In times of armed conflict, employers have historically borne some burden—especially when it comes to employees called to active military duty. These days, the Uniformed Services Employment and Reemployment Rights Act (USERRA) protects members of the armed forces by allowing them to return to their jobs when their service ends.
But USERRA has limits, applying only to service members who actually were employees when they went to serve.
Recent case: In May 2001, Edward Quick applied for a position as pilot with Frontier Airlines of Denver and was placed in a future hiring pool. Four months later, Quick volunteered for active military duty, reporting for duty in February 2002. In March 2002, the airline hired a class of new pilots, but Quick was not among them.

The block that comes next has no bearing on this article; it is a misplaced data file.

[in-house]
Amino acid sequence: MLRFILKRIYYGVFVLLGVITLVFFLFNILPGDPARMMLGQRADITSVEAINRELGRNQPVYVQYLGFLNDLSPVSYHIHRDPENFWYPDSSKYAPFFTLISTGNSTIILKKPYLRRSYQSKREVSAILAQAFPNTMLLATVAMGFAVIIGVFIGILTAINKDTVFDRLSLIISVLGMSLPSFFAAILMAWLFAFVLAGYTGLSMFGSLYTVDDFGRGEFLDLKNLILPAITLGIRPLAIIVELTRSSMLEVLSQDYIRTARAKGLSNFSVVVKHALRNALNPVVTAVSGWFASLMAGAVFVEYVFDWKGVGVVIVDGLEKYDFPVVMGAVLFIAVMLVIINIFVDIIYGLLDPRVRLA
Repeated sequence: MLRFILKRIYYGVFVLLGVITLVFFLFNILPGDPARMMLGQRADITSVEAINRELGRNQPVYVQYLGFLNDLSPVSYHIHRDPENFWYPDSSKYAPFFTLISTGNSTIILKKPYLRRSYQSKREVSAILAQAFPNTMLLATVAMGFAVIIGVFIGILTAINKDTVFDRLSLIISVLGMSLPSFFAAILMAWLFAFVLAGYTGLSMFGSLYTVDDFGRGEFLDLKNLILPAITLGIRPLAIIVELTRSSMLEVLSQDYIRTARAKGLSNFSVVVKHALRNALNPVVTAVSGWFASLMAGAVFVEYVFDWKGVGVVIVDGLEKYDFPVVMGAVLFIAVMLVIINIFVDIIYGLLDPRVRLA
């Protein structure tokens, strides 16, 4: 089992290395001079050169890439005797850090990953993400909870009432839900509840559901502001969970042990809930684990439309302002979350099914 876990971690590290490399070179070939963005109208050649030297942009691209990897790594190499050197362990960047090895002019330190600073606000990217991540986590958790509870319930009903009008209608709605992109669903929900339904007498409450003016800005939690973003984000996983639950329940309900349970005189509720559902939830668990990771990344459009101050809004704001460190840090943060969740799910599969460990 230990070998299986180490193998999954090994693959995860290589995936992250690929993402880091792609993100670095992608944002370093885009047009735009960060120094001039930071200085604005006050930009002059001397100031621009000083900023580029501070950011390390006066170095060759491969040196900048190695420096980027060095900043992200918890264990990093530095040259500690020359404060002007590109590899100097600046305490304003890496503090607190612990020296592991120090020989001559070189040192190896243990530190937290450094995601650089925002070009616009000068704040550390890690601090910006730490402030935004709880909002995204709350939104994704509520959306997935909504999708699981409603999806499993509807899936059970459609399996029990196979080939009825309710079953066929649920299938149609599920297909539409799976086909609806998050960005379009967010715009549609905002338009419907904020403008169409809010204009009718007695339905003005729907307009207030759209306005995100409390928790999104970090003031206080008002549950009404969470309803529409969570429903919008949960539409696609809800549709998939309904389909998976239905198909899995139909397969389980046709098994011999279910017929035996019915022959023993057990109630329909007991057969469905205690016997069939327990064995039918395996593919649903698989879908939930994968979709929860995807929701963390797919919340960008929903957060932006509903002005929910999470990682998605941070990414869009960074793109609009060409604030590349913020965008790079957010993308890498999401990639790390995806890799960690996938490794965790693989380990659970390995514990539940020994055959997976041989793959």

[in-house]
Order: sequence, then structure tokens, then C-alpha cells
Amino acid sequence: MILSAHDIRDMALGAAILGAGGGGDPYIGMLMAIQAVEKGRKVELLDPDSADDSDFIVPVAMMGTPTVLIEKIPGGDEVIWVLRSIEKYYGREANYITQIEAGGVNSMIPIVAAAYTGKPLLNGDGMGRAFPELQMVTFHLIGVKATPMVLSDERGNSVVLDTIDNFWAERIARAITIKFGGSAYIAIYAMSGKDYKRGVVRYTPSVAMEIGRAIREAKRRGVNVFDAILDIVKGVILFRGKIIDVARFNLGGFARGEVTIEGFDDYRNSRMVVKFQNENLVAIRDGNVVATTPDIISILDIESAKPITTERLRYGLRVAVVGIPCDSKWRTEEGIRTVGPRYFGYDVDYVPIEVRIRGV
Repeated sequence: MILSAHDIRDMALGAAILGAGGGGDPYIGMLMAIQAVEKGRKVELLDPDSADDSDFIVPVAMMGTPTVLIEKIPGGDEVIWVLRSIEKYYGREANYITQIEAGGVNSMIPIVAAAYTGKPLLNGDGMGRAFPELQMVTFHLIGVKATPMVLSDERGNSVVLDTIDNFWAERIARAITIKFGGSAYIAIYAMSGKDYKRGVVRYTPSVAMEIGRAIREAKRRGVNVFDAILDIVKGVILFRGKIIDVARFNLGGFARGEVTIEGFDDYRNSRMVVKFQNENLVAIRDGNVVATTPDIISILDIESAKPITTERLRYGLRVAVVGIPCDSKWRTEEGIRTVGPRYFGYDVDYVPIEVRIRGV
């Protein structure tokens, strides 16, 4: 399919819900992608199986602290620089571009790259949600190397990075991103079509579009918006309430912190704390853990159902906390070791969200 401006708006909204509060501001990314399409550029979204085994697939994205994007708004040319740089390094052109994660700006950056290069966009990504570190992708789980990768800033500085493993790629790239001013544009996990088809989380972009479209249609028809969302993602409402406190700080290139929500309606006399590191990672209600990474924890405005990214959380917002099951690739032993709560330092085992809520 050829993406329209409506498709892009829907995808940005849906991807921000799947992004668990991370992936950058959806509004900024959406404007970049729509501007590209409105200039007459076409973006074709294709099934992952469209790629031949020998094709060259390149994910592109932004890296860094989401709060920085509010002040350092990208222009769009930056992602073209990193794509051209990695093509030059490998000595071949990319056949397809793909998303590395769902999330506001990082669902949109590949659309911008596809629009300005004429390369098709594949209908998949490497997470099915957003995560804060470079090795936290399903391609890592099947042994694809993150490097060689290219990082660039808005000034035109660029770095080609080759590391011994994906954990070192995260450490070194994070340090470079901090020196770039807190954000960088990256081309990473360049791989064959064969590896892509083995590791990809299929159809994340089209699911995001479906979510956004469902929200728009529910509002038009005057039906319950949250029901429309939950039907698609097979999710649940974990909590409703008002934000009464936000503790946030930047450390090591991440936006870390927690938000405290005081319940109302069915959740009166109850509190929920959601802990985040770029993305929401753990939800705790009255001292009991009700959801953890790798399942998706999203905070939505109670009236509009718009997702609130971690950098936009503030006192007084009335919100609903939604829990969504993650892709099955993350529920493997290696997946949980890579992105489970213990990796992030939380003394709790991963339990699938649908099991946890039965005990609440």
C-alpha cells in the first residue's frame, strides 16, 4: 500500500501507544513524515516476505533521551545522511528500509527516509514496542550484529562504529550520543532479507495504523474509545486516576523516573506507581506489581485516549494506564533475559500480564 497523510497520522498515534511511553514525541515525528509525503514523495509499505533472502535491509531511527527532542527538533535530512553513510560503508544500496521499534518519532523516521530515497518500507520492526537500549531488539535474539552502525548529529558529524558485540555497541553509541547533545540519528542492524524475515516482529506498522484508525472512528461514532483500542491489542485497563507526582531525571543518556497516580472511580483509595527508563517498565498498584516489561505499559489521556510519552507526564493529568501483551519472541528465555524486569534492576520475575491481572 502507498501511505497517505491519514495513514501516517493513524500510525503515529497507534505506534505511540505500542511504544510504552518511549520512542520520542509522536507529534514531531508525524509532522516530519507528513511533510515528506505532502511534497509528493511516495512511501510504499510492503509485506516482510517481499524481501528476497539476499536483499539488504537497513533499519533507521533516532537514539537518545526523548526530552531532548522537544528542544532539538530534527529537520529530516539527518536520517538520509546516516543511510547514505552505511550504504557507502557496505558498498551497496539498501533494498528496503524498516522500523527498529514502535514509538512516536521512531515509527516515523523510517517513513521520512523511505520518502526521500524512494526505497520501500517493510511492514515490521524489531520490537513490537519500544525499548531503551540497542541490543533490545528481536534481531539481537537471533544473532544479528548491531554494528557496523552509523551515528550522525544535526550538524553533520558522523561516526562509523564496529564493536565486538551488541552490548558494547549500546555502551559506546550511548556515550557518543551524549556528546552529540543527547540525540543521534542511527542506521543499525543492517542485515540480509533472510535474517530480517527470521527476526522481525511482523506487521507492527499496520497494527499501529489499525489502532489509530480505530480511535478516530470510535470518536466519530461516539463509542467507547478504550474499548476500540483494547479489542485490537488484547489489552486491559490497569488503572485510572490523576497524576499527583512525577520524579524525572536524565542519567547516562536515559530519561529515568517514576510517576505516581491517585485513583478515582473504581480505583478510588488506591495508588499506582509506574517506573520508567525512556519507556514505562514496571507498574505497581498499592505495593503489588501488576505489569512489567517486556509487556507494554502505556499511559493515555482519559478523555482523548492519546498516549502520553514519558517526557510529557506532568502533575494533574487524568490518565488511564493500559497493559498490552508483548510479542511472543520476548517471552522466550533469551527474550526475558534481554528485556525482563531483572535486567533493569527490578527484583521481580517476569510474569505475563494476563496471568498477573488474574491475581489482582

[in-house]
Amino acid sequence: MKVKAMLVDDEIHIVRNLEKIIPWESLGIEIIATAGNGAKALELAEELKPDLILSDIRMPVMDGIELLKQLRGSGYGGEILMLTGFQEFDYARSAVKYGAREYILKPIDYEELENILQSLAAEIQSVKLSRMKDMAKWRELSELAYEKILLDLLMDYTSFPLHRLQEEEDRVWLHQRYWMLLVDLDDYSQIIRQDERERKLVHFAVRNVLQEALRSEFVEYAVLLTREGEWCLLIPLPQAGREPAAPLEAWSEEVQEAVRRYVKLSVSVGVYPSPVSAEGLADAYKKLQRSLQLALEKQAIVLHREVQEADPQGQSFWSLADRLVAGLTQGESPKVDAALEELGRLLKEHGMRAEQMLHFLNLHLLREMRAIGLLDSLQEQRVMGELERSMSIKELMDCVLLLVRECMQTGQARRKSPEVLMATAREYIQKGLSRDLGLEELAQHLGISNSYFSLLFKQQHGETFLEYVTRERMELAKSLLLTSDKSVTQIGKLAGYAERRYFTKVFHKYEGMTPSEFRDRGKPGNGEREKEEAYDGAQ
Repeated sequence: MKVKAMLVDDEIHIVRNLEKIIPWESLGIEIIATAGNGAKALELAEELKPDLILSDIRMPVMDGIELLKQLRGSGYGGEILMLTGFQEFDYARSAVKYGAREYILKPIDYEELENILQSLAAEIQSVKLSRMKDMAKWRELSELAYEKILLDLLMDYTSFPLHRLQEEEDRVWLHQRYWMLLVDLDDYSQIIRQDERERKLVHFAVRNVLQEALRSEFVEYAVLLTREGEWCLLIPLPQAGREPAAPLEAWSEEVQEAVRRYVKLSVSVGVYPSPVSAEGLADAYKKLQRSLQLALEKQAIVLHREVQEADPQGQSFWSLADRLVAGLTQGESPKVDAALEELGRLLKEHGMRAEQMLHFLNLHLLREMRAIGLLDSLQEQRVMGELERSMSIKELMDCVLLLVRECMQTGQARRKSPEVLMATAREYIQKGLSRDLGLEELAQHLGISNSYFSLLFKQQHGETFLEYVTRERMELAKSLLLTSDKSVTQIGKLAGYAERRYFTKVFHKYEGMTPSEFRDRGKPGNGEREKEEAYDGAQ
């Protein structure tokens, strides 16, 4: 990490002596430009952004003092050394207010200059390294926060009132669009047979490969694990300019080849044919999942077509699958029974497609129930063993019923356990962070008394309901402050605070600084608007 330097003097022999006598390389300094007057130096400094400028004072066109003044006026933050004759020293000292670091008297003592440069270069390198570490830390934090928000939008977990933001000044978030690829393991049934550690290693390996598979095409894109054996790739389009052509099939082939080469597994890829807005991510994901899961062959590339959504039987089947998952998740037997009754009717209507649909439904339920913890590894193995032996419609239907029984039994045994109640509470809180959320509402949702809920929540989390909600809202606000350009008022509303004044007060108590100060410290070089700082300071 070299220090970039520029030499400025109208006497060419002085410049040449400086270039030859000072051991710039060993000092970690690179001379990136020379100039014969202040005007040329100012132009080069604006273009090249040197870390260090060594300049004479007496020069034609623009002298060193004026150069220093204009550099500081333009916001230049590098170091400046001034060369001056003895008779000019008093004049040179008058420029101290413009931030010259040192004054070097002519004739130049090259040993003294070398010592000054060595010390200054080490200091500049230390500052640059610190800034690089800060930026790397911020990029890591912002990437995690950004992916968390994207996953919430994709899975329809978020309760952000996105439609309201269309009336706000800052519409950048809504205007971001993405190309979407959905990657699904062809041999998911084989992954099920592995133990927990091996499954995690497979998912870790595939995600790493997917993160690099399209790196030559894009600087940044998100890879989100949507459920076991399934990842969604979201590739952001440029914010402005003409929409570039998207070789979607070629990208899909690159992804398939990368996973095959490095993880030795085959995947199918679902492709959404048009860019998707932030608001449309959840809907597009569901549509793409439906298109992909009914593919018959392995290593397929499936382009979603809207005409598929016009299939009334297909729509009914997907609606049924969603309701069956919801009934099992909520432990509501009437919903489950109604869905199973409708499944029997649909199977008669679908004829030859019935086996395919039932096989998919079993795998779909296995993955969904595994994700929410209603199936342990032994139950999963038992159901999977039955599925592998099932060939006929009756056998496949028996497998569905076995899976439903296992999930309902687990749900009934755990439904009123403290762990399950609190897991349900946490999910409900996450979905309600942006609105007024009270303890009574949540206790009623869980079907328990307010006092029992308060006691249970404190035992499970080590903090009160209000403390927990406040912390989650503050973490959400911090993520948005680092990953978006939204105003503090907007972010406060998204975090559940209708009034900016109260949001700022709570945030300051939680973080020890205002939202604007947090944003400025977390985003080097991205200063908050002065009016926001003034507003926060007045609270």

Frontier kept Quick in its pilot pool during his military service. On his return in 2004, the airline offered him a job, which Quick accepted. Fifteen months later, Quick asked that Frontier advance his seniority to the level it would have been in March 2002, arguing that he would have been hired in that class had it not been for his military service. The airline granted his request, advancing his seniority and granting back pay.
Some other pilots objected to Quick’s benefits. The group eventually filed suit, alleging breach of contract.
Quick later sued as well, alleging that he was essentially “hired” in March 2002 and did not receive his due reemployment benefits under USERRA. He also claimed he was singled out for punishment because he had served.
The court ruled for Frontier, finding that Quick was not an employee at the time of his deployment, but merely a member of a hiring pool. It also tossed out his retaliation claim since he wasn’t entitled to USERRA benefits. (Quick v. Frontier Airlines, No. 06-CV-01054, DC CO, 2008)
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